Practical guidance on the legal concerns of a broker in Washington
The Washington Advanced Real Estate Law Course is the perfect way to stay ahead of the curve in managing your brokerage. This course provides you with essential information on statutory obligations and liabilities, as well as practical guidance on legal issues.
In addition, this course includes critical information on litigation issues, employment law, brokerage relationships, and legal limitations of contract preparation. With this course, you'll be able to learn everything you need to know about real estate law in order to run your business smoothly and stay compliant with all the latest regulations.
Legal Environment of the Real Estate Brokerage
Upon completion of this section, you should be able to:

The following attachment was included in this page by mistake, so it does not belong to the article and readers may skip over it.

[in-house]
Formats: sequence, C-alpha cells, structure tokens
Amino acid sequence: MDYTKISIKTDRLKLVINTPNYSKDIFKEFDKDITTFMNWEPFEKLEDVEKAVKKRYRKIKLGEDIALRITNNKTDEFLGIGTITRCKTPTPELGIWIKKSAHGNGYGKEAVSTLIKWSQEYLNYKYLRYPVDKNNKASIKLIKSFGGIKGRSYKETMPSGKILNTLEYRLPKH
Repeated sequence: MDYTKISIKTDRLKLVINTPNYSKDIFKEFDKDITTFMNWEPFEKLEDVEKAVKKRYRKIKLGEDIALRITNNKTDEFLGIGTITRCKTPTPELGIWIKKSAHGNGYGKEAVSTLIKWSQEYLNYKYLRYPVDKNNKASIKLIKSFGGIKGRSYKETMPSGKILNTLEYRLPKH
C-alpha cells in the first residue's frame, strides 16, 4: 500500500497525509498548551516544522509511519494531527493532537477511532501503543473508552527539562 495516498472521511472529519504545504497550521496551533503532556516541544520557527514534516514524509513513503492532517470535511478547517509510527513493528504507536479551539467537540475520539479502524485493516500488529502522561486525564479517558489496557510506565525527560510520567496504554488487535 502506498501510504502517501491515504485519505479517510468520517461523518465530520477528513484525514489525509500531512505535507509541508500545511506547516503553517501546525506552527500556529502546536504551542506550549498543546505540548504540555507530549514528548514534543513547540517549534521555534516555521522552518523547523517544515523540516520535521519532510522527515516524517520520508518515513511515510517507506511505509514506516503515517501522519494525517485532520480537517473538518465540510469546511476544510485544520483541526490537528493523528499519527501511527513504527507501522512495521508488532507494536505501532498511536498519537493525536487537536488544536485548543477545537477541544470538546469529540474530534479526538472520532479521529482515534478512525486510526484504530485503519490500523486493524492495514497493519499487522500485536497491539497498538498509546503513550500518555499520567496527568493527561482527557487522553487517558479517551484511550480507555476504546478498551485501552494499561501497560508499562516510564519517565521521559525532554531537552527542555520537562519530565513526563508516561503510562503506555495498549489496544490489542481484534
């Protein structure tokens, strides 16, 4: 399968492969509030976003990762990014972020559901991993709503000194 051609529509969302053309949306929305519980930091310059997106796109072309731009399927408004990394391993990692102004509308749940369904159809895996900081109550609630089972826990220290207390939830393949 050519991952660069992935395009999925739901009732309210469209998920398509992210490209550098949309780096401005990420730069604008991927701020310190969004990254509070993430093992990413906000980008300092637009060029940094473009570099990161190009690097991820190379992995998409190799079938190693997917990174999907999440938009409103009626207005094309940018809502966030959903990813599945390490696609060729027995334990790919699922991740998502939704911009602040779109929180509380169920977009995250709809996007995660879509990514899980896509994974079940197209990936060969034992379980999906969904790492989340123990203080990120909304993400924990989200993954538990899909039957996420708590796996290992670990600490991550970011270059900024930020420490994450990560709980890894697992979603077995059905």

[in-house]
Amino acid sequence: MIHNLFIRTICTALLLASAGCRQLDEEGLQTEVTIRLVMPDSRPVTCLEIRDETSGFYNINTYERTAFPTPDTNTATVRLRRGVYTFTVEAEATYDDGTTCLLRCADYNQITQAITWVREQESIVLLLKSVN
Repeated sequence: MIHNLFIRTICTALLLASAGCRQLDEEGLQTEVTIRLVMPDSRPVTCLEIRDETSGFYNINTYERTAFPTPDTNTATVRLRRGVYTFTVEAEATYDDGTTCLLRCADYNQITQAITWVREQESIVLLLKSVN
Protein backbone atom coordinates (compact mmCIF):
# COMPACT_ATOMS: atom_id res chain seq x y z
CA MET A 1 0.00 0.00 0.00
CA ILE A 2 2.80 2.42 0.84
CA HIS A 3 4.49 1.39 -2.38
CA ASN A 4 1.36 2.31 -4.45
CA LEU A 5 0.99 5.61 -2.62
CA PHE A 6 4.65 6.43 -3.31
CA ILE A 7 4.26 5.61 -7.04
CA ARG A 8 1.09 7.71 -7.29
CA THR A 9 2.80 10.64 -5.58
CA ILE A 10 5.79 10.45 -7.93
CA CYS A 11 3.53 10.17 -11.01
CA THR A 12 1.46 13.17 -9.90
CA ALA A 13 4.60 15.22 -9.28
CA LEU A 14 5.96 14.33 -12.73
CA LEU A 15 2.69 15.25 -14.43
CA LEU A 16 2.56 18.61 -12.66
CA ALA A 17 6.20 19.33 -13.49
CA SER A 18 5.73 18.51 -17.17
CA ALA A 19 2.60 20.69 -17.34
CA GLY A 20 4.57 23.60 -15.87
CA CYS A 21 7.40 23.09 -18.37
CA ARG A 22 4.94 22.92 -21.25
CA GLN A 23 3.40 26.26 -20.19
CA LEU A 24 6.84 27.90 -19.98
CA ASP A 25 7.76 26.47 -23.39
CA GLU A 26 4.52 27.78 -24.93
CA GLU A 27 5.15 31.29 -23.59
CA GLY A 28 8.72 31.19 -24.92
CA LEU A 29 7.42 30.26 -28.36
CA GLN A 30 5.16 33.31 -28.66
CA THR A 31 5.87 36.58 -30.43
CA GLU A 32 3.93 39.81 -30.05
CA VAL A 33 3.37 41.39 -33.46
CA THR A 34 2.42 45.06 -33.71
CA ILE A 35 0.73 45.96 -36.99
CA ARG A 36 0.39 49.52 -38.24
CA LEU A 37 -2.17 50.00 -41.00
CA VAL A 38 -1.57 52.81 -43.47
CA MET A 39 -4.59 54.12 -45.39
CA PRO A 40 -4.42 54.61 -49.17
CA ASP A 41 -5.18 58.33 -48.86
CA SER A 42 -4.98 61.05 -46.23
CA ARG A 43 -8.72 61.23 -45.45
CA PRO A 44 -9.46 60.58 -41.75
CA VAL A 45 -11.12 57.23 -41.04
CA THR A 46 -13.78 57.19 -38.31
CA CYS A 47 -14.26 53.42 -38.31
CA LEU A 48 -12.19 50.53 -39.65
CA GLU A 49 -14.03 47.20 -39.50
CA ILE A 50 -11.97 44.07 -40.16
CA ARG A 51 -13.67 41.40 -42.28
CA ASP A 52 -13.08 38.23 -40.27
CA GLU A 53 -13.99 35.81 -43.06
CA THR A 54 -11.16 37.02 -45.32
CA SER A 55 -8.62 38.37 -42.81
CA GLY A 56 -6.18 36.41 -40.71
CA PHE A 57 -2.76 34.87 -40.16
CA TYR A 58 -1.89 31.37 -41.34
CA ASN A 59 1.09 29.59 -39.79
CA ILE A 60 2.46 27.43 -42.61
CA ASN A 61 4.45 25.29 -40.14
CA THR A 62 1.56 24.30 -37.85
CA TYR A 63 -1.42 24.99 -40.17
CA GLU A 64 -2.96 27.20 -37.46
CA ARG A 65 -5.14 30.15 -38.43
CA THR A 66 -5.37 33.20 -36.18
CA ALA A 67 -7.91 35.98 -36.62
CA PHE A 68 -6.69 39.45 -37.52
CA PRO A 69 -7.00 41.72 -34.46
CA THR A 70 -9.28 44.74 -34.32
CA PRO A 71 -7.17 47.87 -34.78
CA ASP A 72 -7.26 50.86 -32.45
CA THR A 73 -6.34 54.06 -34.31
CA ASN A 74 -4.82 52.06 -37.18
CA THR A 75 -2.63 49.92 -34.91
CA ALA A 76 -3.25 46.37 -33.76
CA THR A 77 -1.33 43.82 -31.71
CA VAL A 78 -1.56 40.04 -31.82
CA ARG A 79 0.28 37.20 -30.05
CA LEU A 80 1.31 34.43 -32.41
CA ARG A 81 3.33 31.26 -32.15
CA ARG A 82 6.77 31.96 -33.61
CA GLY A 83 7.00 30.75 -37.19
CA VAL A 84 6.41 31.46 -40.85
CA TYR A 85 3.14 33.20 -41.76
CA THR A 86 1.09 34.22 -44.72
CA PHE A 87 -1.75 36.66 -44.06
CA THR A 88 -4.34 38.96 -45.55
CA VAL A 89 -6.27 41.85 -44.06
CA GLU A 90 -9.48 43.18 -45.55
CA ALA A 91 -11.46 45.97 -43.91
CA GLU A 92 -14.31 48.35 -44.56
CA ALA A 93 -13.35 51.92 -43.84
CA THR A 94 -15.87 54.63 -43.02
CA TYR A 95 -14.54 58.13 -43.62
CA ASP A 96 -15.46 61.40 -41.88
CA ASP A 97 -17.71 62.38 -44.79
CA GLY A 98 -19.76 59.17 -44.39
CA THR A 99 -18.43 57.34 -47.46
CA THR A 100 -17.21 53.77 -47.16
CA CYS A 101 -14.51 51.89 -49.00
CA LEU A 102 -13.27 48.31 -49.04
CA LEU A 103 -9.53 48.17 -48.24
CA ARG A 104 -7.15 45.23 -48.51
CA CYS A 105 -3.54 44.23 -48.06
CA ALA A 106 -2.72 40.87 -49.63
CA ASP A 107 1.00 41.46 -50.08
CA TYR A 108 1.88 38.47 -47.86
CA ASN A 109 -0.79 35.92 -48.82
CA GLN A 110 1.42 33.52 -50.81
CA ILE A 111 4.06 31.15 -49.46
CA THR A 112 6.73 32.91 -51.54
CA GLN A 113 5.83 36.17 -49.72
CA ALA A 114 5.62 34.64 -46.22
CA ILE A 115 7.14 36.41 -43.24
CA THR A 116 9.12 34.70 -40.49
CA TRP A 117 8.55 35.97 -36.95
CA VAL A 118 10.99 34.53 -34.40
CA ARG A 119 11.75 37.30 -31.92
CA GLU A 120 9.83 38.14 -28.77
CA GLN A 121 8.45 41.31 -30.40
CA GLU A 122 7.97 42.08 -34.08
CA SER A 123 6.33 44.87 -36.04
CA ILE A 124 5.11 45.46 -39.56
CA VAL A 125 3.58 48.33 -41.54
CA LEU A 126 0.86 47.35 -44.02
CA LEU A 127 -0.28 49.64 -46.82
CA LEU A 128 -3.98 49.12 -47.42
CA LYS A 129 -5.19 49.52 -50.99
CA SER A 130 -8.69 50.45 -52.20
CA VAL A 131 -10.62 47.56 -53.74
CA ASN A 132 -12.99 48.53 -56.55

Roles of Brokers and Their Legal Duties and Obligations
"Designated Broker" is the title of the person who is recognized by the state and the Multiple Listing Service (MLS) as the responsible member for brokerage transactions. This person is ultimately responsible for the actions of all brokers within the brokerage. This title may also include certain voting rights at the local MLS and the authorization to sign certain documents. When a broker leaves a brokerage, the designated broker is responsible for signing their license and returning it to the Department of Licensing in Olympia. There is only one designated broker per brokerage. Each branch office of a brokerage is required to have a branch manager. The nomenclature for this classification has not changed from the previous classification.
"Managing Broker" is the title of a person who may be managing a brokerage or a branch office or of a broker who has the education to manage an office, even if he or she is currently not doing so. The managing broker is responsible for the supervision of their brokers and is responsible for the review of all transactions. The designated broker may also delegate further duties to the managing broker.